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Alternative Azure Function Deployment

By - Source: Toms IT Pro

You can deploy Azure Functions using Visual Studio or Azure Resource Manager templates. Here's how.

Beyond CLI and Continuous Deployment, you can deploy Azure Functions through Visual Studio or VS Code, or Azure Resource Manager (ARM) templates. These are used for the deployment of solutions or for integrated solutions where the Azure Function is not deployed by itself.

MORE: How to Deploy Azure Functions

Visual Studio and VS Code

In the .net ecosystem Visual Studio has always been the de-facto standard development environment so most developers will already be quite familiar with Visual Studio.


VS Code is a recent integrated development environment with a big fan base in the open source community.

Both know how to handle Azure Functions, so it comes down to your personal preference which one to choose. I will start with Visual Studio as this has the "more complete" experience.

Microsoft, at their recent Build conference, announced and released their new Azure Functions tools for Visual Studio 2017, and that there will not be any updates to the existing Azure Functions tools for Visual Studio 2015. This means that one must install Visual Studio 2017, and rely on "Update 3," which is still in beta. Visual Studio 2017 now supports side-by-side beta installations, so give it a go if you can.

The new tools support C# compiled libraries (.dll), and have quite a few advantages over Microsoft's initial approach to C# via CSX (C# script files). For example, the time to launch the runtime environment the first time is considerably less (cold start) compared to CSX, plus Visual Studio supports intellisense, unit testing and all the other nice things, such as local debugging using the "compiled C# Azure Functions".

To get started, download the Azure Function tools for Visual Studio 2017 Update 3 (or later) and install them. Next launch of Visual Studio we can now create a new project of type "Azure Functions." For now, this only supports C#. Plans for other languages exist on the roadmap.

This will create an empty function with some boilerplate code describing the Function App which should be familiar from the previous article. In the context of this article we can ignore those files. 
Right-click on the project we will "Add an Item" to the project of template type "Azure Function".

We want to trigger our function from an event in an Azure Storage Queue, so we will pick the "QueueTrigger" template. Filling in the required information, we give our Function a name and the name of the environment variable holding the connection string to the Storage Queue, plus the actual name of the queue.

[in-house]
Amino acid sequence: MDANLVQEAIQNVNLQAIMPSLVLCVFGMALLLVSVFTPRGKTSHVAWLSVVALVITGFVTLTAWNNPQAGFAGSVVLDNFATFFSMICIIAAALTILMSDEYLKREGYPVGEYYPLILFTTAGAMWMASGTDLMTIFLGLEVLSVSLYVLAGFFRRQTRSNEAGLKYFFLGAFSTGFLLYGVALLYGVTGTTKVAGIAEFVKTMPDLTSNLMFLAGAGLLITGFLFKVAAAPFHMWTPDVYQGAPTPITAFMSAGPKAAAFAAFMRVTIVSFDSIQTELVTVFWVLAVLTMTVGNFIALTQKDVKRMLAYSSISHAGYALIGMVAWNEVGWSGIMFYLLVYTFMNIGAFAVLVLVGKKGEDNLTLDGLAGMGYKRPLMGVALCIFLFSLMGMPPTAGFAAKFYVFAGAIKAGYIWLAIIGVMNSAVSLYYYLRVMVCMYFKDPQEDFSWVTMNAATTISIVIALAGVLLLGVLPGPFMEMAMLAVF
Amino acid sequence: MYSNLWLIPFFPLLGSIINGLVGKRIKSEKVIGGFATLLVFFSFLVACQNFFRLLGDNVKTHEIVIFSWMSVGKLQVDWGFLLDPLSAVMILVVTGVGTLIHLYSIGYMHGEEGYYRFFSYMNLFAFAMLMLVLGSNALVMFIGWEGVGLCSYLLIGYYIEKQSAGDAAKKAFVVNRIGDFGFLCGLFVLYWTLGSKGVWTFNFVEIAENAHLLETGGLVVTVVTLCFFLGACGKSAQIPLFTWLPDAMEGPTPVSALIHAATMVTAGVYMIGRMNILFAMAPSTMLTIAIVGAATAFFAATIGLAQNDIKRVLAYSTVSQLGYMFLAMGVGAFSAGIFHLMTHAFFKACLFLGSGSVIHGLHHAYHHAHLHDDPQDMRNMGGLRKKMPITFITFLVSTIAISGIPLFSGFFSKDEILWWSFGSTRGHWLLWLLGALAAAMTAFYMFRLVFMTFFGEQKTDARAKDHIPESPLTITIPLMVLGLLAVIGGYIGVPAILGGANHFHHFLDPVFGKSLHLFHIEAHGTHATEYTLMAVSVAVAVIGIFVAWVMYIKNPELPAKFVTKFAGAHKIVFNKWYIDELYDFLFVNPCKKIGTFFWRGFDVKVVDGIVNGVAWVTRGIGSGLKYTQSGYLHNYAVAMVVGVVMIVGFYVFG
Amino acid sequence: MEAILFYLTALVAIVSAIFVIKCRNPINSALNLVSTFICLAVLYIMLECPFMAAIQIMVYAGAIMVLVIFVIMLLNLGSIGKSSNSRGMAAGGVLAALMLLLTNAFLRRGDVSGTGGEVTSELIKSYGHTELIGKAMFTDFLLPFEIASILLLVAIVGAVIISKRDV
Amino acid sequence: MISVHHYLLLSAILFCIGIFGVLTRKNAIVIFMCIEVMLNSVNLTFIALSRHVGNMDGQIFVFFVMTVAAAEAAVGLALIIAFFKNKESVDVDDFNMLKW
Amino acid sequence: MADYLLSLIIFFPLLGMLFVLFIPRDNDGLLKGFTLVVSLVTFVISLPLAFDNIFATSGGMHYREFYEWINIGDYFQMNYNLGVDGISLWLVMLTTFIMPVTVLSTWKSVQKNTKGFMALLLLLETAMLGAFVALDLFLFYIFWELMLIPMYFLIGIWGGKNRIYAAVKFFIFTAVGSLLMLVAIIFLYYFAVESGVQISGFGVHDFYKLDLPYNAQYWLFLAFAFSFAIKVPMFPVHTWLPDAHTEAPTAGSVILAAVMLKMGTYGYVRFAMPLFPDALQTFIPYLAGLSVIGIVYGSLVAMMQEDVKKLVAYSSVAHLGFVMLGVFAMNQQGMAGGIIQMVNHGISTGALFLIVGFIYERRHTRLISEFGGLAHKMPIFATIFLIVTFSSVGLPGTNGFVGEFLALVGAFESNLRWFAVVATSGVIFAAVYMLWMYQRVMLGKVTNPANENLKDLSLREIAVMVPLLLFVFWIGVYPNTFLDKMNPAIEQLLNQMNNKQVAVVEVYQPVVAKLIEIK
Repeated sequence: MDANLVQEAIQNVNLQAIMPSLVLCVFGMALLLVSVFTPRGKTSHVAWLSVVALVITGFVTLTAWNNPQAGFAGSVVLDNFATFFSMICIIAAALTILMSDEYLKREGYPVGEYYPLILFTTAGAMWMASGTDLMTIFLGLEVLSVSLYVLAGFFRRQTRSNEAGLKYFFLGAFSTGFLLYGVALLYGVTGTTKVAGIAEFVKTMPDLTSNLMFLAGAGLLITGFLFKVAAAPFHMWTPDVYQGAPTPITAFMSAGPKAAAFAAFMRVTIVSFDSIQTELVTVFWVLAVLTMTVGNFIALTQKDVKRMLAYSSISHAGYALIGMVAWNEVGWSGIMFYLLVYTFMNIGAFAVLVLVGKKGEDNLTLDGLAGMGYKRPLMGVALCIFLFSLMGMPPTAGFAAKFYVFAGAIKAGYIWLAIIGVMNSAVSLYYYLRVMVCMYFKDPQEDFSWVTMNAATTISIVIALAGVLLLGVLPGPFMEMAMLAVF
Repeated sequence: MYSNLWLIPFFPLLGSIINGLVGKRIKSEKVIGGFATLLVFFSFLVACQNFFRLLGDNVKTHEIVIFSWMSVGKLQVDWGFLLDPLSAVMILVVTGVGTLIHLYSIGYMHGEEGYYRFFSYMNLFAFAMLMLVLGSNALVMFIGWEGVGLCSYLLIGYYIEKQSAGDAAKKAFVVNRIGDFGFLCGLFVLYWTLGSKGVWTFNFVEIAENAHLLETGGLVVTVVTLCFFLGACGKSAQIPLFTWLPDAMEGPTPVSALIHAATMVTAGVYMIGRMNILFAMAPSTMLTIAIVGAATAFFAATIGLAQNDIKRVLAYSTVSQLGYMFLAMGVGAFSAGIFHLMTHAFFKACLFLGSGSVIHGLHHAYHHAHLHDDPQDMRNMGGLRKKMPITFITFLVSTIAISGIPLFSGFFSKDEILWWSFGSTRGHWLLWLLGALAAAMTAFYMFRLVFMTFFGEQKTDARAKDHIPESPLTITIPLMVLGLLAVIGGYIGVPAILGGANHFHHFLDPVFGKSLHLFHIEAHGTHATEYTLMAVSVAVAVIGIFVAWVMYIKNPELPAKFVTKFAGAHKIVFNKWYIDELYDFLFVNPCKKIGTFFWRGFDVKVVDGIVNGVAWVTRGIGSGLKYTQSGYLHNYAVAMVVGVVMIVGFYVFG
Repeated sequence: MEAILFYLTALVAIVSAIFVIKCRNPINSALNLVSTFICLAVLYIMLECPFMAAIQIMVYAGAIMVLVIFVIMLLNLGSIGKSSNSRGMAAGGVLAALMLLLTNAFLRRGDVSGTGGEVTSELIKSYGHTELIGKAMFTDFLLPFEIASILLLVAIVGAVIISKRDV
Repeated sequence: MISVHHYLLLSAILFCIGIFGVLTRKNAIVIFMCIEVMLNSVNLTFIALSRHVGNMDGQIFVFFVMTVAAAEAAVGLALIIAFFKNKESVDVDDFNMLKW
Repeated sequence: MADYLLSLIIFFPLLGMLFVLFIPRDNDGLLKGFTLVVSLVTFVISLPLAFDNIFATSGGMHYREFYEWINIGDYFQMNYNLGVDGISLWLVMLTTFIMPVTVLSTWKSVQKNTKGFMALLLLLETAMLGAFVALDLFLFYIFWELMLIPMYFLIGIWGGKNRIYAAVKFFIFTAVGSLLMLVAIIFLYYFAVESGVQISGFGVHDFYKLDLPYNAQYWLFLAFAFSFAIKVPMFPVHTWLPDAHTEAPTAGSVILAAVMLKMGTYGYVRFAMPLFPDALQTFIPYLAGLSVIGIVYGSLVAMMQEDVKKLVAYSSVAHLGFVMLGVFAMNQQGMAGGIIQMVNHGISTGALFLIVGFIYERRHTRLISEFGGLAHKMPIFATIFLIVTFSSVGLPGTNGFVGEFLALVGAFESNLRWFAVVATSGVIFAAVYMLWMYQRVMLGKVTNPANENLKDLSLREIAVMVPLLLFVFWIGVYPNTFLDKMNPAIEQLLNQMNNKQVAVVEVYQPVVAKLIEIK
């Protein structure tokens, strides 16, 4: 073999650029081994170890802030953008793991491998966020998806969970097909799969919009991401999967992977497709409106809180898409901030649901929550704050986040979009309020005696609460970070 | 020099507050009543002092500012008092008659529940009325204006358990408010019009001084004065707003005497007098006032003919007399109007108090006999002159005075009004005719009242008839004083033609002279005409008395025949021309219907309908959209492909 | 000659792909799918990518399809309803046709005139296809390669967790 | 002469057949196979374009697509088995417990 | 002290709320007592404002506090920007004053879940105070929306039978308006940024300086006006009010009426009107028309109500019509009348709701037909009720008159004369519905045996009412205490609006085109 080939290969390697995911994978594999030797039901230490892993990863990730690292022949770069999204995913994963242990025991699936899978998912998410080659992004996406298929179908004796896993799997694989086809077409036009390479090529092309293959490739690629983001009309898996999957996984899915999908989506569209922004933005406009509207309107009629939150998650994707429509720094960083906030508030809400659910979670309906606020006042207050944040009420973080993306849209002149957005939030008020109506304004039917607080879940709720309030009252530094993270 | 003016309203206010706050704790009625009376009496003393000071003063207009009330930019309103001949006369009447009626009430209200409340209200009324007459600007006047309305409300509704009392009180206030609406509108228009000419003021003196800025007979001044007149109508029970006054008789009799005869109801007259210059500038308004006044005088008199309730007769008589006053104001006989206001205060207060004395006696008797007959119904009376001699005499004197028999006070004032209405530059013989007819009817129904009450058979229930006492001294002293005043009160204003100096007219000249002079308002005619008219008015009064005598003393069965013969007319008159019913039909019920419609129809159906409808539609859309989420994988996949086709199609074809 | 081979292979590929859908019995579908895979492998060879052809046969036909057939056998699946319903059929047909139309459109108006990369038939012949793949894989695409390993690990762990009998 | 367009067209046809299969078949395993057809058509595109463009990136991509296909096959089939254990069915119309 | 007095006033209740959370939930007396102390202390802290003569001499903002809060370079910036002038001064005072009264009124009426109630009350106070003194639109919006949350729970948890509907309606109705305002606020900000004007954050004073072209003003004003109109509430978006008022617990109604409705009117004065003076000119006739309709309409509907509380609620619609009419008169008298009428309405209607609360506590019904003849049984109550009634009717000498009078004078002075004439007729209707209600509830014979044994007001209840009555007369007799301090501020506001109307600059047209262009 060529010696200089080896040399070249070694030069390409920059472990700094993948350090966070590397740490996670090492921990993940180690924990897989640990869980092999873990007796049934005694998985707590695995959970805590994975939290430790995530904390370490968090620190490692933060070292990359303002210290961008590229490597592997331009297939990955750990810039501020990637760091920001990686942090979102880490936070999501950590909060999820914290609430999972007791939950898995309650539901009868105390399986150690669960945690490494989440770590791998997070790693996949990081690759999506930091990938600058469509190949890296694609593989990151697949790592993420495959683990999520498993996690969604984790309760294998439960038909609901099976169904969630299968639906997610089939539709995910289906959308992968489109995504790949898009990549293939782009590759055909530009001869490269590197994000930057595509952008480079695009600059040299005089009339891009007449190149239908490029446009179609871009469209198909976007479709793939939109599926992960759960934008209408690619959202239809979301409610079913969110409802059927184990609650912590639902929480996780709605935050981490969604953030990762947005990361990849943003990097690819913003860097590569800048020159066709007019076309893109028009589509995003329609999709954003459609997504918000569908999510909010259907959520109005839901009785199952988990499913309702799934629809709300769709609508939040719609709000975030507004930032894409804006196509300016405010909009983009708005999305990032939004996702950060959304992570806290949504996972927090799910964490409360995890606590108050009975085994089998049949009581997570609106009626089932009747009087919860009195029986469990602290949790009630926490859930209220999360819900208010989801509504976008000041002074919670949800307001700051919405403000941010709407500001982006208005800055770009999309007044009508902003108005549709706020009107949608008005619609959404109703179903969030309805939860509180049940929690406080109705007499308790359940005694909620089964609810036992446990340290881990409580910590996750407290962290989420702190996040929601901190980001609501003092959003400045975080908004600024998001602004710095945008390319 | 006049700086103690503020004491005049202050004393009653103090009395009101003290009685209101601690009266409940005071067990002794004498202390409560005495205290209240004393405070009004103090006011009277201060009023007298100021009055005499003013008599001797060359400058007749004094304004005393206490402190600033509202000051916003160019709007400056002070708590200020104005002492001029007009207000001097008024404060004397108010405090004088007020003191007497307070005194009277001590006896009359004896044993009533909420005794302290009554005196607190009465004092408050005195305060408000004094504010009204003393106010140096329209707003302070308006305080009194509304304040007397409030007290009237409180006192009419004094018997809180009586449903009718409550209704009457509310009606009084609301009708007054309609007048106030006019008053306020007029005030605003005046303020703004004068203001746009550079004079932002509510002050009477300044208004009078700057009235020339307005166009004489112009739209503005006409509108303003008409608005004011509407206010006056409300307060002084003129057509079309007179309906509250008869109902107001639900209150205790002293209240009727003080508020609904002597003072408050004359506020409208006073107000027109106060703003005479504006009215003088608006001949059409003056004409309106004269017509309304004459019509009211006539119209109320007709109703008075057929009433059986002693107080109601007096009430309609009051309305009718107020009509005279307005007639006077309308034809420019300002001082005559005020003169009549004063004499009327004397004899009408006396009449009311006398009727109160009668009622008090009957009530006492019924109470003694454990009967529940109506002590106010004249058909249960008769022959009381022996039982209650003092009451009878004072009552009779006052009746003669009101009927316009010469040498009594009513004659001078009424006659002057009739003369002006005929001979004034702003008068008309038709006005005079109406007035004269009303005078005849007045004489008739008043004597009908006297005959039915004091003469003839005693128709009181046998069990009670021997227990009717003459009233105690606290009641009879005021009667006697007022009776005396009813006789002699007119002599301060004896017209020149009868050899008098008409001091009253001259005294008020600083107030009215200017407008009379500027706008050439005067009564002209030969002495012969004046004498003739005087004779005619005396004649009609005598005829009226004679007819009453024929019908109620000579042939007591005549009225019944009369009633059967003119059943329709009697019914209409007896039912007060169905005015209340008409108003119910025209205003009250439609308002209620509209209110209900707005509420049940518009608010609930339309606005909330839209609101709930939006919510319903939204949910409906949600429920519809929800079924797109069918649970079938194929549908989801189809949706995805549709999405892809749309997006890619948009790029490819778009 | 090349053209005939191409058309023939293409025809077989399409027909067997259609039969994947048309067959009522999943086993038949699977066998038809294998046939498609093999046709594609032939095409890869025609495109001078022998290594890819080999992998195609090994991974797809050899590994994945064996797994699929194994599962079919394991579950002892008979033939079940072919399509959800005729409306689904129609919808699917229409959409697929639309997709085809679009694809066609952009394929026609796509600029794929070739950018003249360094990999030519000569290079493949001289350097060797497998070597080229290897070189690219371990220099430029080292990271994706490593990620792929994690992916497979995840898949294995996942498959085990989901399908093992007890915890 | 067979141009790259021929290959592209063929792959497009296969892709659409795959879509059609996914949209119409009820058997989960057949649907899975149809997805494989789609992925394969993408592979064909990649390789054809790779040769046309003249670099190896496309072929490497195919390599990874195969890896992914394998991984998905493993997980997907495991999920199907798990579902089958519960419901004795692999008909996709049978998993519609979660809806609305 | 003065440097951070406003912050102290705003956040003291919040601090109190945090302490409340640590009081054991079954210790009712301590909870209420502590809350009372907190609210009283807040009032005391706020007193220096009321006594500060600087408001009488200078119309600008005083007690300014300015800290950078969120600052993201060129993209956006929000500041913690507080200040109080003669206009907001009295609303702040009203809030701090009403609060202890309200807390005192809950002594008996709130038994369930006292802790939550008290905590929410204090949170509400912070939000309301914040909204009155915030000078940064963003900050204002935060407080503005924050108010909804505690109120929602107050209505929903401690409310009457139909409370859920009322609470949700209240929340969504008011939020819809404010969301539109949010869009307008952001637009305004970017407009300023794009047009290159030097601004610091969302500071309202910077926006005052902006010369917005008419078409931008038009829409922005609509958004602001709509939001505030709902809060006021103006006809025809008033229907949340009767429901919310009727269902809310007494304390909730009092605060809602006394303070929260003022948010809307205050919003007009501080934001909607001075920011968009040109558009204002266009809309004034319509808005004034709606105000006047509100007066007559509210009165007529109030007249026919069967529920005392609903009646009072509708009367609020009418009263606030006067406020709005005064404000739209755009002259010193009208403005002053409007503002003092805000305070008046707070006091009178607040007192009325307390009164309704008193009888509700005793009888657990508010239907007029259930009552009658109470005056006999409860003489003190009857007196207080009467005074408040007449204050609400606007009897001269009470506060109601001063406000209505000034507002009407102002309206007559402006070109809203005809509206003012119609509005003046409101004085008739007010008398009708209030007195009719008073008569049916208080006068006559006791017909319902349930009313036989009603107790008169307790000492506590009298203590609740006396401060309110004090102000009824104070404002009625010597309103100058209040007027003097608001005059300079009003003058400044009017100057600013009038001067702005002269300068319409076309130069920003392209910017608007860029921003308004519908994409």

By default, every Function App creates a Storage Account, so let's just go ahead and use the variable called "AzureWebJobsStorage" as the connection value. This is the easiest setup.

Click create, and our C# function will be triggered whenever something happens in our Storage Queue.

We can right-click our project, and select "Publish," which will guide us through a dialogue to select either an existing or a new Azure Function App as a target. I will select the existing Function App and click "publish". A few seconds later we can check the Azure portal and see our new Function waiting for input.

As a test, we can create a message in our Storage Queue. The Azure Storage Explorer app comes in really handy here. Use it to connect to your Azure Subscription and interact with all your Storage Accounts. Find the correct Storage Account associated with our Function App and right-click the Queue to create a queue, name it "myqueue." You can send a message to it, and double check by looking at the Function's log output.

Azure Resource Manager templates

With Azure's move to Azure Resource Manager (ARM) came a new way of doing deployments to Azure in the form of templates written in JSON (JavaScript Object Notation).

These templates describe in a declarative fashion the end state of your environment, as in what resources you want to have deployed and how you want them to be configured. You do not necessarily describe how you want to deploy these resources as this logic is embedded into the underlying fabric. This includes error handling, and, in most cases, also idempotence, and built-in capability to update already existing resources or stacks with new versions.

This deployment method is probably best for stacks or applications with multiple types of resources, such as an application requiring an HTTPS endpoint, an Azure Function, Azure VM, Storage Accounts and a CosmosDB. We do not want to deploy each resource on its own but rather treat it as a full stack deployed as one thing. No better way than to use one ARM template for this.

In Visual Studio, we can create a new project of type "Azure Resource Group" and search for "functions" in the Azure Quickstart templates report. This will pull up a template on GitHub that we can deploy into our Visual Studio environment.

From Visual Studio now we can right-click the project and choose "Deploy" to get this code live and create a new Storage Account, a hosting Plan (dynamic/consumption based in this case) and a Function App.

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